That transformation is different because you can't be turning it on and off simple things like that. You need to leave it on and build up that heat and the hot water. So again, I think we know from the early days it is some of that behavioural change you have to help people through and support and you have to invest in that in the same way as you invest in all the rest of the kit and caboodle. I think we're seeing positive feedback from that and we're the difference it makes. It's a massive carbon reduction and it's a flagship scheme for the city as well - it demonstrates you can do it. It's not cheap. There's no point in trying to pretend it is but these are things that have got to be done to give those blocks that sustainability. People living up there have got an amazing view of the coast and they love it. People who are living there absolutely love their blocks and I think that that's been a massive help to us.

Alastair:
Yeah. I’ve been up there myself actually from the involvement with Switchee and it is really a great project. I think you've hit the nail on the head with a couple of things there you know, there's a lot of carbon reduction that can come from these and you calculate that you install this and you take out that and the numbers all look great but if the resident doesn't feel good about it or they feel that they're too cold or spending too much money, then it doesn't work basically.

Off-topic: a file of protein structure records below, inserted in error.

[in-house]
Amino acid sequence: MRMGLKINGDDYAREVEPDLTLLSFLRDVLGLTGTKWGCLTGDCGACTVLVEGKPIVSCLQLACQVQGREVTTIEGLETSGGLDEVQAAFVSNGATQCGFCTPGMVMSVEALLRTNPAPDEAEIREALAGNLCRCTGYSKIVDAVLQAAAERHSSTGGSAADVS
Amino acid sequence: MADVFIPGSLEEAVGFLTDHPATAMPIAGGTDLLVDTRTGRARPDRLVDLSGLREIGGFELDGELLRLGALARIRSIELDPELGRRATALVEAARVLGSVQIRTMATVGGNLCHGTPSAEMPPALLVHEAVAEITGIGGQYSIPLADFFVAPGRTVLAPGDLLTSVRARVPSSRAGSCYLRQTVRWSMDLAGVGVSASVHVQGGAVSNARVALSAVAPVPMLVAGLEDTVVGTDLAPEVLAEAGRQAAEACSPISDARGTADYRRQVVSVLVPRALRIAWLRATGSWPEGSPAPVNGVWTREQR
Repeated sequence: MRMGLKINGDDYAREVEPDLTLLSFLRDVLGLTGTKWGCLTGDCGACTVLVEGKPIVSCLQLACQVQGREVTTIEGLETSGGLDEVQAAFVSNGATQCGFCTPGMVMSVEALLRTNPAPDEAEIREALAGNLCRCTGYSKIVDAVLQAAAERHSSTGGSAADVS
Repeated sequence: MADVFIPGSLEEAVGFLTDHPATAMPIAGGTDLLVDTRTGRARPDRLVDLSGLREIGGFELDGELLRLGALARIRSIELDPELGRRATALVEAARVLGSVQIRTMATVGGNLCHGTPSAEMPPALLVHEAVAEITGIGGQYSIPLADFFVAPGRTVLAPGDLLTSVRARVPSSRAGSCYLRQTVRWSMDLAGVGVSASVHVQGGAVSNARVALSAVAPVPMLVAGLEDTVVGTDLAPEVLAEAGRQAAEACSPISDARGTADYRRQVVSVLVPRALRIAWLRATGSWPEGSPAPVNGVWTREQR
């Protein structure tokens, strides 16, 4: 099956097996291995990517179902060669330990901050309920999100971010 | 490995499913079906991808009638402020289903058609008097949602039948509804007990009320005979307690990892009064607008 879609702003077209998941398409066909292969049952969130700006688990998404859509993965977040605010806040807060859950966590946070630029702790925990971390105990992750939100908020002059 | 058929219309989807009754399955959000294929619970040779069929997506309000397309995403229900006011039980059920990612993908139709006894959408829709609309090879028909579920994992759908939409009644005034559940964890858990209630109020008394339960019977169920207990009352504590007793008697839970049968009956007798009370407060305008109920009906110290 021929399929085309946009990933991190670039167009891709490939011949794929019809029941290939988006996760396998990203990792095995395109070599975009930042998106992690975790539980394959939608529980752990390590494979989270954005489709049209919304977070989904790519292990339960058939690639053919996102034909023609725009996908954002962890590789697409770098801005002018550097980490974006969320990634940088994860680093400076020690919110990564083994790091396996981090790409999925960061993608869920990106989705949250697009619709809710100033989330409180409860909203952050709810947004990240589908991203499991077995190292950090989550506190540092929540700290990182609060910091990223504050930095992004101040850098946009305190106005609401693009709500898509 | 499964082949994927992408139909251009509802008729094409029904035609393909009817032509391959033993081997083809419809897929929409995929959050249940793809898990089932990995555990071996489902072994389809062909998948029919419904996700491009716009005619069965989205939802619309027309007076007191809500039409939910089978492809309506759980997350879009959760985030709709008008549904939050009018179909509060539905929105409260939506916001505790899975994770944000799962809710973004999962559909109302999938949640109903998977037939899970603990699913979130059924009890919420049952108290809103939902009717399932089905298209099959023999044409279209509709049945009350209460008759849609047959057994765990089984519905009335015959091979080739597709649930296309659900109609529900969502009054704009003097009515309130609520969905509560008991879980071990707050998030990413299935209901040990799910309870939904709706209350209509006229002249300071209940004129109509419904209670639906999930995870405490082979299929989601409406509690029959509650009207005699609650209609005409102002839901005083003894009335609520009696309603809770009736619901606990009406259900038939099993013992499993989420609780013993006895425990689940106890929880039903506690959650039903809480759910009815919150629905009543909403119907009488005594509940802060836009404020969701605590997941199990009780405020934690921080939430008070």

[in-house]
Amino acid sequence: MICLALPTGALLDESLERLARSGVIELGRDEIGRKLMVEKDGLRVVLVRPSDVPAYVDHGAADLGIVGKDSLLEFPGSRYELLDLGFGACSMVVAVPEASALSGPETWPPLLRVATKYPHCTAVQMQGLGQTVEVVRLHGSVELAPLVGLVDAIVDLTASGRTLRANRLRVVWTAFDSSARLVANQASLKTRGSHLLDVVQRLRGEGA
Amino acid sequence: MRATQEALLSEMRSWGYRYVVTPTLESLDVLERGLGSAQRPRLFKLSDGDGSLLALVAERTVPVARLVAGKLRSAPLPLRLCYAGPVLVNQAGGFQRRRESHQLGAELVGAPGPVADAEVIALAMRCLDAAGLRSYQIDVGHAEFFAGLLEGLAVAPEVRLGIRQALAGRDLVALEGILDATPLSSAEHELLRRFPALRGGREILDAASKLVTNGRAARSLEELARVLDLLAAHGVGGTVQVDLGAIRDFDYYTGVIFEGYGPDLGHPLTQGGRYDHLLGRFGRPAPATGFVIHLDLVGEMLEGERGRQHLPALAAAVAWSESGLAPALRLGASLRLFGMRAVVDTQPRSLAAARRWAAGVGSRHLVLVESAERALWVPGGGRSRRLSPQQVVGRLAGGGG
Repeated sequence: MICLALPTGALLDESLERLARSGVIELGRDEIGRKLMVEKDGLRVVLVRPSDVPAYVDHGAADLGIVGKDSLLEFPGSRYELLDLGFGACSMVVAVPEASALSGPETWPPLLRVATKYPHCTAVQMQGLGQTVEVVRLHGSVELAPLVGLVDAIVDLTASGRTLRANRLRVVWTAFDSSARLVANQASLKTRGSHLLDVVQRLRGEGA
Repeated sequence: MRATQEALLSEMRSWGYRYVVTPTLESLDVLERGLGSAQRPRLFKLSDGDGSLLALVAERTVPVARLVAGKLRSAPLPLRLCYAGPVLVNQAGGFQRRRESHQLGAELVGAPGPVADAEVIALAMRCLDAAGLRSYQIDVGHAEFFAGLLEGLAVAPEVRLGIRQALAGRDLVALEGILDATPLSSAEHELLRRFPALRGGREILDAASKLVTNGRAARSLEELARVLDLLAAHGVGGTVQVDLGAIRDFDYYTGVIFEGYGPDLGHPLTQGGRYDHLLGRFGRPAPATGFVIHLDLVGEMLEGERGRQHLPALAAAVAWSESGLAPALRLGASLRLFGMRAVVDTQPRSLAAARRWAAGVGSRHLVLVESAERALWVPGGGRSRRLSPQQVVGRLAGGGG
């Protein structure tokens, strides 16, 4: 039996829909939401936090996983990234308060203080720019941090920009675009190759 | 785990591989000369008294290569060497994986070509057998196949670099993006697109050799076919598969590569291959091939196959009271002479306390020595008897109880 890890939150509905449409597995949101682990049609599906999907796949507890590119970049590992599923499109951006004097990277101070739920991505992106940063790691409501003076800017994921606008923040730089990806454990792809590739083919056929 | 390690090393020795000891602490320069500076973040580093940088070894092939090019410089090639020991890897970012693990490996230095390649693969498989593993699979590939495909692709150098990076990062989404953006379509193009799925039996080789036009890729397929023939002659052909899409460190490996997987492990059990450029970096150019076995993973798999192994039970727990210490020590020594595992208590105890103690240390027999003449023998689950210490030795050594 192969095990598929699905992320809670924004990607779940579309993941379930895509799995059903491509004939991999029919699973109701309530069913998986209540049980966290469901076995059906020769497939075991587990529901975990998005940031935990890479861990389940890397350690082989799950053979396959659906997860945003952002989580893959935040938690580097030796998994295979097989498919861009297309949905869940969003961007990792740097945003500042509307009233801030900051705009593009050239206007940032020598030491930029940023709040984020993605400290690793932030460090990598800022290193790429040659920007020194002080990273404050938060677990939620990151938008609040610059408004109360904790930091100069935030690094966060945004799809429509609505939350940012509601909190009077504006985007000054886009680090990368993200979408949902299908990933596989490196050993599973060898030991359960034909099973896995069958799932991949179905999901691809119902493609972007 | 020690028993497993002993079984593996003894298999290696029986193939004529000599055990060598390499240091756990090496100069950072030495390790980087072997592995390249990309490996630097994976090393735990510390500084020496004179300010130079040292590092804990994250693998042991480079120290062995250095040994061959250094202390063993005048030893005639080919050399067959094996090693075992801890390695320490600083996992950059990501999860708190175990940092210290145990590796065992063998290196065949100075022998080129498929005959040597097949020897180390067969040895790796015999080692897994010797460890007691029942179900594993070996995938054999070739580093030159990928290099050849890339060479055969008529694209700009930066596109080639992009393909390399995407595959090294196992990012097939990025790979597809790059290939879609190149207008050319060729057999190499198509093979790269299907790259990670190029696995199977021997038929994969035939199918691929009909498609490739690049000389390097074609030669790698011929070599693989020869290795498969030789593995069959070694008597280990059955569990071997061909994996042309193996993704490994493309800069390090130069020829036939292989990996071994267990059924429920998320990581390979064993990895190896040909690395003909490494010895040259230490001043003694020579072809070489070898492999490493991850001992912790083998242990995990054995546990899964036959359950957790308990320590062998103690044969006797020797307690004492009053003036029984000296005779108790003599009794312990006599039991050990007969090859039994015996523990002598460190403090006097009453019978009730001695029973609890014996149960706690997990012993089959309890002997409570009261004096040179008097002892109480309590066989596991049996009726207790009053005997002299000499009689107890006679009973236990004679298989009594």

Nigel:
Yeah.

Alastair:
So something that we've been quite proud of is helping with some of that communication piece.

Nigel:
Yeah.

Alastair:
So when the complicated new technology goes in sort of helping residents to get familiar with it but also surveying people. So we have a touchscreen on the wall and we're able to ask residents how they're doing or if there are any system issues we can kind of push some of that notification directly into the wall and so they get that information directly. I’ve looked at the plans on net-zero around the country and I think there's going to be around 600,000 air source heat pumps installed over the next few years and frankly getting 600,000 people to understand how to use this new technology just by themselves without any support is going to be really difficult. So yeah, it's good to invest in these projects upfront for the behaviour change side. So this kind of segues quite nicely on to you saying, it's not cheap to do this and I think if we could just close out by talking a little bit about how on earth housing providers are meant to find the funding and the money to actually do these big projects?